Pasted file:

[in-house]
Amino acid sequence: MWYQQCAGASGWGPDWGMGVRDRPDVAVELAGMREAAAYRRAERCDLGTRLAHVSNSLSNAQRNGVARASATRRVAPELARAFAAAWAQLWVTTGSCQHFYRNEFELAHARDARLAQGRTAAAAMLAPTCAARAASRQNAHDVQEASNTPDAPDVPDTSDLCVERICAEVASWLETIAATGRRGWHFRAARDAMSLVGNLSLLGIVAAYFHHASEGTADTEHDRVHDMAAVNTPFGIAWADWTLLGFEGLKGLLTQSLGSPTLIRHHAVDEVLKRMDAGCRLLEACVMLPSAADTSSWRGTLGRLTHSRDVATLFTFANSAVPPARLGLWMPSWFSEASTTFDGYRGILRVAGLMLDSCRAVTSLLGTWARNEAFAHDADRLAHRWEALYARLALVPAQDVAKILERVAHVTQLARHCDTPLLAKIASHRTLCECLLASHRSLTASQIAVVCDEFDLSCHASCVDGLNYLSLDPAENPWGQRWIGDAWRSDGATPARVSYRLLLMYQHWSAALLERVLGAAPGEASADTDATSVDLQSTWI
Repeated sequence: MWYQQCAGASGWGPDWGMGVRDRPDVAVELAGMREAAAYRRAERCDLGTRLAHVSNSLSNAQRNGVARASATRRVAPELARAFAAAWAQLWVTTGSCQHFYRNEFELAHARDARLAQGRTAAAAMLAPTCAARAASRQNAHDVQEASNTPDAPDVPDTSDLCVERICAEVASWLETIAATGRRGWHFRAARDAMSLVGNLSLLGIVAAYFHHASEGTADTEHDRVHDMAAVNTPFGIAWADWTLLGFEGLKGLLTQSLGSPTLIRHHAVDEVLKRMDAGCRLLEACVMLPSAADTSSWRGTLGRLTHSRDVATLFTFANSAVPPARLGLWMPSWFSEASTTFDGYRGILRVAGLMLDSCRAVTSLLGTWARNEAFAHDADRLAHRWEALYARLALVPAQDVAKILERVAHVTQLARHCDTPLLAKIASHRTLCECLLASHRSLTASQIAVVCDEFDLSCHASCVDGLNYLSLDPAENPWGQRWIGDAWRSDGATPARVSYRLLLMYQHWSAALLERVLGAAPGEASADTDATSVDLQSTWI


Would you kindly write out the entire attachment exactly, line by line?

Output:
[in-house]
Amino acid sequence: MWYQQCAGASGWGPDWGMGVRDRPDVAVELAGMREAAAYRRAERCDLGTRLAHVSNSLSNAQRNGVARASATRRVAPELARAFAAAWAQLWVTTGSCQHFYRNEFELAHARDARLAQGRTAAAAMLAPTCAARAASRQNAHDVQEASNTPDAPDVPDTSDLCVERICAEVASWLETIAATGRRGWHFRAARDAMSLVGNLSLLGIVAAYFHHASEGTADTEHDRVHDMAAVNTPFGIAWADWTLLGFEGLKGLLTQSLGSPTLIRHHAVDEVLKRMDAGCRLLEACVMLPSAADTSSWRGTLGRLTHSRDVATLFTFANSAVPPARLGLWMPSWFSEASTTFDGYRGILRVAGLMLDSCRAVTSLLGTWARNEAFAHDADRLAHRWEALYARLALVPAQDVAKILERVAHVTQLARHCDTPLLAKIASHRTLCECLLASHRSLTASQIAVVCDEFDLSCHASCVDGLNYLSLDPAENPWGQRWIGDAWRSDGATPARVSYRLLLMYQHWSAALLERVLGAAPGEASADTDATSVDLQSTWI
Repeated sequence: MWYQQCAGASGWGPDWGMGVRDRPDVAVELAGMREAAAYRRAERCDLGTRLAHVSNSLSNAQRNGVARASATRRVAPELARAFAAAWAQLWVTTGSCQHFYRNEFELAHARDARLAQGRTAAAAMLAPTCAARAASRQNAHDVQEASNTPDAPDVPDTSDLCVERICAEVASWLETIAATGRRGWHFRAARDAMSLVGNLSLLGIVAAYFHHASEGTADTEHDRVHDMAAVNTPFGIAWADWTLLGFEGLKGLLTQSLGSPTLIRHHAVDEVLKRMDAGCRLLEACVMLPSAADTSSWRGTLGRLTHSRDVATLFTFANSAVPPARLGLWMPSWFSEASTTFDGYRGILRVAGLMLDSCRAVTSLLGTWARNEAFAHDADRLAHRWEALYARLALVPAQDVAKILERVAHVTQLARHCDTPLLAKIASHRTLCECLLASHRSLTASQIAVVCDEFDLSCHASCVDGLNYLSLDPAENPWGQRWIGDAWRSDGATPARVSYRLLLMYQHWSAALLERVLGAAPGEASADTDATSVDLQSTWI